Regime asked to report on their compliance with the court-ordered provisional measures for opposition leaders Juan Sebastian Chamorro, Felix Maradiaga, Jose Adan Aguerri and Violeta Granera.
HAVANA TIMES – The Inter-American Court of Human Rights has summoned the Nicaraguan government to appear before it on Friday August 27th. On that date, the Court will hold a hearing on the government’s compliance with the provisional measures granted by the court for the protection of opposition leaders Juan Sebastian Chamorro, Felix Maradiaga, Violeta Granera and Jose Adan Aguerri. The hearing will take place at 8 am, Costa Rican time, and will be transmitted via the Inter-American Court’s social networks.
“Public hearing for the Supervision of Urgent Measures, in the case of Juan Sebastian Chamorro and others with respect to Nicaragua,” stated the Court notice. On August 17, the Court began hearings on several cases; these will extend through September 10, during the Court’s 143rd ordinary period of sessions.
Relatives of Chamorro and Maradiaga, as well as their lawyers, have denounced the Ortega regime’s lack of compliance with the Inter-American HR Court’s resolution ordering the liberation of those granted provisional measures. The Court gave the Nicaraguan government a July 8th deadline to comply, but it’s not currently known whether the Nicaraguan government’s legal team has responded to the international tribunal. The Inter-American Court of HR is one of the few international bodies where the government has appeared for hearings in the past.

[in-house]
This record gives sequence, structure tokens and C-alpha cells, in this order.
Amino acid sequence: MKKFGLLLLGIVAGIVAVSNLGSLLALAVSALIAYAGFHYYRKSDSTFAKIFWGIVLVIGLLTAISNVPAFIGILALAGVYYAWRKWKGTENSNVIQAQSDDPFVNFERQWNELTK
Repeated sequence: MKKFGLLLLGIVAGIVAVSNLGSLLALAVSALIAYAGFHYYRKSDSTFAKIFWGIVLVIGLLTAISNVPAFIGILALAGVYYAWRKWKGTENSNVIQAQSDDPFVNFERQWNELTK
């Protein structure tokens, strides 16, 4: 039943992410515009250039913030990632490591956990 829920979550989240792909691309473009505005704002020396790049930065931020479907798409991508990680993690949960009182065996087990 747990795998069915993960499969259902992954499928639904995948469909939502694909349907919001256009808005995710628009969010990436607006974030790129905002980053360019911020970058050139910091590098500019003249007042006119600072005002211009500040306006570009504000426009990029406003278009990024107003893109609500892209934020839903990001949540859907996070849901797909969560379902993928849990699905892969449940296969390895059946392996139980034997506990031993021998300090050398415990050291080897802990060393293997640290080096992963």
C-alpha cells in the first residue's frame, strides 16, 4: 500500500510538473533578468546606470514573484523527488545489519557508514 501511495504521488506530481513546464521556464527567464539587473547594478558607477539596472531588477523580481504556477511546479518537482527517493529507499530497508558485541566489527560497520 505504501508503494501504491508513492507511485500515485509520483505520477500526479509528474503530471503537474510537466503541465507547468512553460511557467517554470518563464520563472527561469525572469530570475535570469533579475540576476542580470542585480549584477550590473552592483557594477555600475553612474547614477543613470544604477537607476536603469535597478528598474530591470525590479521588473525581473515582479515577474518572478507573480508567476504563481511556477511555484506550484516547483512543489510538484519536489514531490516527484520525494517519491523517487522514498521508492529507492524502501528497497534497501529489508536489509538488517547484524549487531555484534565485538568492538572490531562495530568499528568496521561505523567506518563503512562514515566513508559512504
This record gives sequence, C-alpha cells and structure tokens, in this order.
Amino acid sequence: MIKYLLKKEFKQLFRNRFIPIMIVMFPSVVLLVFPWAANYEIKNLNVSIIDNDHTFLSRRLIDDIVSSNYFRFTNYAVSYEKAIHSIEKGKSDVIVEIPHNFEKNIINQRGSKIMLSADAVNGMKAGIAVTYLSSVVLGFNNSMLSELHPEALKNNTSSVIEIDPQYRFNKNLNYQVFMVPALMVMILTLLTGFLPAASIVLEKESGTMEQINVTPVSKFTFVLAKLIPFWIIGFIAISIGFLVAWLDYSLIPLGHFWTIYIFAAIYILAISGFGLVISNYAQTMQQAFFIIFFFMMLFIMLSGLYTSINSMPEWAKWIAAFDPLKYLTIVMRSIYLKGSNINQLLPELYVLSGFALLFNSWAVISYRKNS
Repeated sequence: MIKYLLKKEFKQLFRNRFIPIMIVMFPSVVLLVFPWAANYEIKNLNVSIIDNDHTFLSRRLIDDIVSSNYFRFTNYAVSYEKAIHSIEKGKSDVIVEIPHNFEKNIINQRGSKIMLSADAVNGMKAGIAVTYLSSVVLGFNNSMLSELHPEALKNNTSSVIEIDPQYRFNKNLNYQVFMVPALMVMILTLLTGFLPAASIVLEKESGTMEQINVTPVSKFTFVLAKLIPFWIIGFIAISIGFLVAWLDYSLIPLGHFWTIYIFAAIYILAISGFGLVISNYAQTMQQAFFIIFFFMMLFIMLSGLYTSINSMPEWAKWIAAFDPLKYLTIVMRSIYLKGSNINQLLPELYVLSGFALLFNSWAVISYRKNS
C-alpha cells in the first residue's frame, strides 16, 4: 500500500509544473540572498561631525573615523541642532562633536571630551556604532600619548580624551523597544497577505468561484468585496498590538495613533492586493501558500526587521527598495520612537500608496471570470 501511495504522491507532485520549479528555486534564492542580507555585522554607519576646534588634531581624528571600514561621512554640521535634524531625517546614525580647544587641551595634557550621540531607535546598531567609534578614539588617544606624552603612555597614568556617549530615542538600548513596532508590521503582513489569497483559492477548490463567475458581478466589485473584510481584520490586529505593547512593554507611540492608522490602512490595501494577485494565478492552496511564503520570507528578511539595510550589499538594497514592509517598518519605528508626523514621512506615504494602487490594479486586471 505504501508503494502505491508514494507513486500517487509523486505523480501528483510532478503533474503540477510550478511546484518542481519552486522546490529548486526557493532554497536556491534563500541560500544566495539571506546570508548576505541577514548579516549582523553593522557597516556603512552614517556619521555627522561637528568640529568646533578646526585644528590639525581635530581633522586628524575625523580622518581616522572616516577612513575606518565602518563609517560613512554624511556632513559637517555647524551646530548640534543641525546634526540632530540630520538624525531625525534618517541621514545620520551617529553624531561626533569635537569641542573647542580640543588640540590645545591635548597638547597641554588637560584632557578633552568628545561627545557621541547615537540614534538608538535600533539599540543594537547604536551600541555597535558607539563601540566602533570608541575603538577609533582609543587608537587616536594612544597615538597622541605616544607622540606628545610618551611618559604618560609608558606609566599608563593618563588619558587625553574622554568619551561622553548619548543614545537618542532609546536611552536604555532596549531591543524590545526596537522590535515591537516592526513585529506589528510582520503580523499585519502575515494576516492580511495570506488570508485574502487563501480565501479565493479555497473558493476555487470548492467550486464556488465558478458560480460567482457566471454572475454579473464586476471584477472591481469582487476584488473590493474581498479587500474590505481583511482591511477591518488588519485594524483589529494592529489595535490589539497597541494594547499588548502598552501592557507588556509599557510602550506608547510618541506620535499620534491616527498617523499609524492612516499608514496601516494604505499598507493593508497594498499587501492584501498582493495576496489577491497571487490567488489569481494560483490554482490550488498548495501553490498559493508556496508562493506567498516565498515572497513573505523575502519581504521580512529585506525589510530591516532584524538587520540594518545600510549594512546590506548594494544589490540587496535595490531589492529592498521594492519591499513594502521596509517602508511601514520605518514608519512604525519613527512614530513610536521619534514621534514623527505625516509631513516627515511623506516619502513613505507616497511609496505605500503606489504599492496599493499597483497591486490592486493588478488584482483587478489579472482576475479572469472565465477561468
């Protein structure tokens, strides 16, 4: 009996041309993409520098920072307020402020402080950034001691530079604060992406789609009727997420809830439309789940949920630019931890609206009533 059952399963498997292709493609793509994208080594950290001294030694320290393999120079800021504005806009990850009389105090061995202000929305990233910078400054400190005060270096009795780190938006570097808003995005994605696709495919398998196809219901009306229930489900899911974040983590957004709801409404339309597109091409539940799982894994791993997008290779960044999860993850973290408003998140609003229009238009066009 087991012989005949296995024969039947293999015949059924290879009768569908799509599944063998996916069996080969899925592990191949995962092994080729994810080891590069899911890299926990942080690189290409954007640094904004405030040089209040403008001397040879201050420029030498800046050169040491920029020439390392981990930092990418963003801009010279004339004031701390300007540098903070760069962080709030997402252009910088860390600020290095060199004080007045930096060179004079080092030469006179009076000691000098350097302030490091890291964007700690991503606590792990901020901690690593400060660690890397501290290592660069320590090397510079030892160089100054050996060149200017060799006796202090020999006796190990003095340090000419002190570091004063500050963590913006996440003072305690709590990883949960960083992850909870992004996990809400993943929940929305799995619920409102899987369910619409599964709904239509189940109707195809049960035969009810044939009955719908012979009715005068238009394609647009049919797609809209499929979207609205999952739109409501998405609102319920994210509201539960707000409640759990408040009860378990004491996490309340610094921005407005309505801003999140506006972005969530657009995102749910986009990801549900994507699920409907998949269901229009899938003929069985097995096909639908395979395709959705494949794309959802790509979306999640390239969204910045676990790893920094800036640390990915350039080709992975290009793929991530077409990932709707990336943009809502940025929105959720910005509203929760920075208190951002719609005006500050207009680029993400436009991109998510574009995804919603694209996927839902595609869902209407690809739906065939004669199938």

“Unfortunately, if Nicaragua fails to comply with the Inter-American Court’s provisional human rights measures, there aren’t many ways to demand that compliance. It’s possible that the regime will provide a written response to the Court, but we don’t yet know,” stated Jared Genser, international attorney representing former presidential candidates Feliz Maradiaga and Juan Sebastian Chamorro.
Last July 9, the wives of Chamorro and Maradiaga once again demanded living proof of their husbands whereabouts and state of health.
“We want proof that they’re alive,” Victoria Cardenas, Chamorro’s wife, demanded. Similarly, Bertha Valle, Maradiaga’s wife, stated: “with no legal basis for their detention, and considering they’re off the books and missing, they’re exposed to cruel, degrading and inhumane treatment which, if it persists over time, constitutes a form of torture under international law.